Appleton's Cyclopedia of American Biography, edited by James
Grant Wilson, John Fiske and Stanley L. Klos. Six volumes, New York: D. Appleton
and Company, 1887-1889 and 1999. Virtualology.com warns that these 19th Century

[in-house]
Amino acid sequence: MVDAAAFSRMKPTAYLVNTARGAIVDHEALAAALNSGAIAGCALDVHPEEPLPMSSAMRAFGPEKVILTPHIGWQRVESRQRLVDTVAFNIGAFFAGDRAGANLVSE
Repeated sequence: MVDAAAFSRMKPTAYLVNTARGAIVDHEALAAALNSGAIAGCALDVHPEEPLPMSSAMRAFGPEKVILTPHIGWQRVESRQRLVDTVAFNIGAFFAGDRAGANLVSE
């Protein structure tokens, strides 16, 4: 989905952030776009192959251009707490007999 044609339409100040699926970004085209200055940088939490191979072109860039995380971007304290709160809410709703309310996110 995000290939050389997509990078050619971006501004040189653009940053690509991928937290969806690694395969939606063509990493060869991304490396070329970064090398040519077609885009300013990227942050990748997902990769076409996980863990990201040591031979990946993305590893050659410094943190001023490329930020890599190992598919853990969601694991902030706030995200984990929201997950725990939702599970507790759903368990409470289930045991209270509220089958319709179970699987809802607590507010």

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ALVAREZ, Juan, Mexican soldier, born about 1790; died in 1867. He was of Indian blood, and exercised extraordinary influence over the Indians of southern Mexico. He was governor of Guerrero in 1853, and had little difficulty in rousing his monataineers to insurrection. The outbreak took place at Acapulco, at the beginning of the following year. In the decree promulgated by Alvarez, in March 1854, which became noted as the plan of Ayutla, Santa Anna's deposition was officially announced, and republican institutions were proposed. Santa Anna's power was overthrown m the battle of Saltillo, 22 July 1855, and General Carrera was entrusted with the government, which he relinquished in September in favor of Alvarez, whose nomination as president of Mexico was ratified by the assembly of Cuernavaca, which for that purpose lie had convoked himself, 4 October 1855. On 15 November he made his entry into Mexico, escorted by a bodyguard of Indians. His abolition of the privileges of the clergy and the army met with such opposition that he tendered his resignation, substituting in his place his former minister Comon-fort, 11 December; and after procuring $200,000 from the national exchequer, and what arms and munitions he could get, he returned to southern Mexico.
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